Earlier this week, I found myself listing how many different people I’d worked for during my time as an Executive Assistant to one of my colleagues. During my time at my current workplace, I’d had four different bosses as different Chairmen and CEOs had come and gone over the years. Two I would refer to as “high dependency cases”!  The other two very self-sufficient. All challenging in different ways and each one provided excellent learning experiences.

Some bosses we choose, some we just inherit as people move on. Some of us are luckier than others! And we have to form a pretty good relationship with all of them and learn to work with different personalities. It’s true that you don’t really know someone until you have to work with them day in, day out – whether that’s in the office or on a virtual basis.

A successful assistant has to have bags of patience, empathy and the ability to adapt to new personalities and management styles.

Here are my top tips for managing this process:

  • Communication – Take the lead on building the relationship with your manager. Ask them about themselves and their background and get to know them. Some may not even have worked with an assistant before. Regular communication is KEY here. You may need to give them some guidance on good working systems, set regular catch ups, establish any specific travel preferences they have.  Work out whatever works best for you both. Equally they may have particular ways of doing things.  In my experience, every single person has worked differently and I’ve had to adapt accordingly.
  • Diary and inbox management – Some managers require you to manage their emails for them, respond to them, remind them to reply to things, whereas some prefer to keep their emails private.  You have to respect whatever they choose.  For tips on inbox management, check out my How To Guide on my website.  Equally, establishing good diary practices is absolutely key for a boss/assistant relationship.  Some need super detailed calendars, some don’t even use online calendars and need you to produce a paper diary.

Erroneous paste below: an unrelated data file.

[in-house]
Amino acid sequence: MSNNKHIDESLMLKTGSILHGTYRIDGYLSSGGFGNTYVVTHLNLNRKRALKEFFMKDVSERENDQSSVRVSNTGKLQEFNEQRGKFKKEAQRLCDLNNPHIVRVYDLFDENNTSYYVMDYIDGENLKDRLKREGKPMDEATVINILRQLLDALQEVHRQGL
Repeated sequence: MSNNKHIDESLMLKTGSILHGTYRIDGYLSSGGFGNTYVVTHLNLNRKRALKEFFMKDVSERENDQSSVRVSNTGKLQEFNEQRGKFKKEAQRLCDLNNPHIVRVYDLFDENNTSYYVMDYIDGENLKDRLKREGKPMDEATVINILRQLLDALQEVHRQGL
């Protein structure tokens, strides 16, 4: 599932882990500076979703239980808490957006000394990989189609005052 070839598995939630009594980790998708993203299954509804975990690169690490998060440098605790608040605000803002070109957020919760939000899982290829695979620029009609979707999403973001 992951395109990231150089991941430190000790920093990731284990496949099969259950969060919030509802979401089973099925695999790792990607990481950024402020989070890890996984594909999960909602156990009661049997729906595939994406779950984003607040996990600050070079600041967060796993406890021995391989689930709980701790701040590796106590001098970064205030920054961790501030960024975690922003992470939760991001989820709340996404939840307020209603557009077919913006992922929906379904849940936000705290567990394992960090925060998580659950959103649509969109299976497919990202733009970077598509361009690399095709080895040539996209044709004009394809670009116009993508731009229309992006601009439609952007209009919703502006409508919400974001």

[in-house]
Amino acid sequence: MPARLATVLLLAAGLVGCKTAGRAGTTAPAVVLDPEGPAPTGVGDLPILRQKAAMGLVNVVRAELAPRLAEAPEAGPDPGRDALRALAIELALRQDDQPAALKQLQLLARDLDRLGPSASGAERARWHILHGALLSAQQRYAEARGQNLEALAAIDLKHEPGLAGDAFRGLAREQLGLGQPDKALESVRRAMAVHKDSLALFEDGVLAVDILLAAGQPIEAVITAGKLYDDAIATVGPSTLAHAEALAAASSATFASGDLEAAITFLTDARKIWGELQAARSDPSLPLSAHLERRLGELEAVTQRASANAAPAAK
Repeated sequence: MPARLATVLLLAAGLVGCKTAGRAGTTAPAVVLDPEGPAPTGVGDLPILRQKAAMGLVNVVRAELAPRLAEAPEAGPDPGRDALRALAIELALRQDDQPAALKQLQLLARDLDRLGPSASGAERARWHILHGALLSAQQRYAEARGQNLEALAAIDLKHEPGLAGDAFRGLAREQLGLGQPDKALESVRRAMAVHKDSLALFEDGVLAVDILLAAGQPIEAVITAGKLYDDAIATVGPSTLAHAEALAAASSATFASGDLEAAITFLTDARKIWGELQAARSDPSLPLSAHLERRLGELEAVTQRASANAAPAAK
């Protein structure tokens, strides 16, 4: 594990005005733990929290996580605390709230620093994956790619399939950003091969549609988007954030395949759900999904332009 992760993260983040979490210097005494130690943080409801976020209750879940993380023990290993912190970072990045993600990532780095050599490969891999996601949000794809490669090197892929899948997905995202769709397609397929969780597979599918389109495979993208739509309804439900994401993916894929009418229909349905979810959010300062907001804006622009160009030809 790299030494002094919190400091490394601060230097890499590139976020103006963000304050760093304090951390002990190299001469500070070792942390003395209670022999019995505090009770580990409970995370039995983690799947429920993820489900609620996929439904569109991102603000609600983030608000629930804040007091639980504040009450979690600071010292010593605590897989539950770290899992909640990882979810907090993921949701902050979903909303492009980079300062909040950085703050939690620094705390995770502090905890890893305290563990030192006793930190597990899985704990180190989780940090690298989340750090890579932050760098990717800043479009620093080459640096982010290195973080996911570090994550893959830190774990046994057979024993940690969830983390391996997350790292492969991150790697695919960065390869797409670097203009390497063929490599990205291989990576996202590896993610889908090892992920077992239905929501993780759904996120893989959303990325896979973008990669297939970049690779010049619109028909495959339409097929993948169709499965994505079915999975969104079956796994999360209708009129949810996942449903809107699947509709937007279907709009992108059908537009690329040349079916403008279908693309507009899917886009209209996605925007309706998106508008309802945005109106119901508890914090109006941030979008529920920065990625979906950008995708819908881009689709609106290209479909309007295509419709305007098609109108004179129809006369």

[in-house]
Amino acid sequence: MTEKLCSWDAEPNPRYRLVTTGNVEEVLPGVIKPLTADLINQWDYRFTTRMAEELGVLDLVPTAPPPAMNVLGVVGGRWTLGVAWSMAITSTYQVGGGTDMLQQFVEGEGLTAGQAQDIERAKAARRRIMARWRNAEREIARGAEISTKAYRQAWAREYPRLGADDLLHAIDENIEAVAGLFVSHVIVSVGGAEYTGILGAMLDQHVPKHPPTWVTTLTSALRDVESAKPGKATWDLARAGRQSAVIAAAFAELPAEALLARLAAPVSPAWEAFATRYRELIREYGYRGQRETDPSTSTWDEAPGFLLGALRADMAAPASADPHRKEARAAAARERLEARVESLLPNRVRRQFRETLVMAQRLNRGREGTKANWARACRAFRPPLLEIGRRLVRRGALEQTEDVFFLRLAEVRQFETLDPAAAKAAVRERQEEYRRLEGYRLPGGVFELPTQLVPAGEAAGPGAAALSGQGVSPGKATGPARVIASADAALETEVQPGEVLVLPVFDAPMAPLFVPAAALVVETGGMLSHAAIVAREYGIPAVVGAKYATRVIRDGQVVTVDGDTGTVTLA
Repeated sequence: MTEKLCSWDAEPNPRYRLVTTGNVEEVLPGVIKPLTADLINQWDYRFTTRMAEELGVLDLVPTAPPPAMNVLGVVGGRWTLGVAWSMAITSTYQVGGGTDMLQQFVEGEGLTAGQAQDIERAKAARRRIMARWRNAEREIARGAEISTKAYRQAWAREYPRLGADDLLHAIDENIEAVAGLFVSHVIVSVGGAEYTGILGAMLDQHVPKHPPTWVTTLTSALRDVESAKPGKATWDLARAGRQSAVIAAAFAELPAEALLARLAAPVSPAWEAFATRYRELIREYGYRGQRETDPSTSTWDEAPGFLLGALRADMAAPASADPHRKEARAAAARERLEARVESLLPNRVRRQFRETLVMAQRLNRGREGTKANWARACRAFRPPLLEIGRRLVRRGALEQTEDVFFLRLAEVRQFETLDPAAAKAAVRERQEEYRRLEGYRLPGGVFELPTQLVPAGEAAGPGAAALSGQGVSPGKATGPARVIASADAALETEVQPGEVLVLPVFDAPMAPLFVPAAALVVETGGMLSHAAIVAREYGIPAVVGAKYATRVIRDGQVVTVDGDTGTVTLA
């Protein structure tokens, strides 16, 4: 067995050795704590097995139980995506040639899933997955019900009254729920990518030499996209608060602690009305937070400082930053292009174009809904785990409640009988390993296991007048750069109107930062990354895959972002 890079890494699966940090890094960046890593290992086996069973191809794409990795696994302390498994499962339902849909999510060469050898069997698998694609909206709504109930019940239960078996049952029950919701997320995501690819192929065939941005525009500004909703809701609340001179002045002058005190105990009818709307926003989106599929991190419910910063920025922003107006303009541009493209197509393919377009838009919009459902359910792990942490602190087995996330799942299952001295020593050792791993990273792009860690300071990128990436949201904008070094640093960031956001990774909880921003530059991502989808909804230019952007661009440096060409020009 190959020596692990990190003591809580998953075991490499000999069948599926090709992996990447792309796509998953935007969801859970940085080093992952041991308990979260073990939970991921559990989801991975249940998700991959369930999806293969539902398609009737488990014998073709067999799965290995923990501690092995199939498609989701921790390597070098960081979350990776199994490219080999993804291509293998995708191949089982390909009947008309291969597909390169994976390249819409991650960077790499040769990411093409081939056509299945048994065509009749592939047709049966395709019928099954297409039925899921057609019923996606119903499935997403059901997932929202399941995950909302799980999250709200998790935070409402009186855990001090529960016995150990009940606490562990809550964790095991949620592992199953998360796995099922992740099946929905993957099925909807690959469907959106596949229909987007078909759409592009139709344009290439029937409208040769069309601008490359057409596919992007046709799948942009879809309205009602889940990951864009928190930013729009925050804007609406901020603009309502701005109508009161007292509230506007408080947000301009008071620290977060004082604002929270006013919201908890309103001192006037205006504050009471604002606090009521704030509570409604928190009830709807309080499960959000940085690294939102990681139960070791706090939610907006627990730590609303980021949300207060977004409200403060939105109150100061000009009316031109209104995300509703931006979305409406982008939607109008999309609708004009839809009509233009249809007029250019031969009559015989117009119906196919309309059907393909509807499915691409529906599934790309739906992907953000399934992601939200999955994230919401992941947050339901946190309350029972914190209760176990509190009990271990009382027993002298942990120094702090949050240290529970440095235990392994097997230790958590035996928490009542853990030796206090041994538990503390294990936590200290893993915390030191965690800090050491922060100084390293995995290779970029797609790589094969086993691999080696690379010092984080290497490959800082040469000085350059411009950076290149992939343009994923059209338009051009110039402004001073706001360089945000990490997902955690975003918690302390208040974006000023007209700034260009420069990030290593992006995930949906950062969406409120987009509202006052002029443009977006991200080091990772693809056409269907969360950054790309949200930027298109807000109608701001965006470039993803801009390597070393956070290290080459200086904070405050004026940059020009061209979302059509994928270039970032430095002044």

• Induction – If your manager is new to the role and the organisation, they may need some help settling in. You can share information about the business, culture, procedures and who is who. Equally, they may have been brought in to bring about change in the organisation, so it’s important to listen to what they need from you and be flexible in your working style to suit them.
  • Manage expectations – If someone is expecting too much of you, it’s important to communicate this to them calmly yet assertively. Perhaps you are working out of hours, or the workload is just unreasonable. Ask for a meeting with them, explain the situation and try to offer a solution.
  • Acceptance – Nobody is perfect – everybody has annoying habits – even you! If your manager has some limitations (they’re impatient, disorganised, IT inept), sit down with them and work out what they are and how you can assist.
  • Ideas – Most managers are open to hearing new ideas and approaches. You could offer your ideas on how to improve your role, your relationship, new processes or the work environment in general. Test the water with some smaller ideas and see how they respond.
  • Recognise “off days” – There are those days when your manager is particularly stressed or distracted. Know when to leave them to it and not antagonise them with little jobs that can wait.

A successful working relationship with your manager helps ensure your days are productive and your workplace a more enjoyable place to be!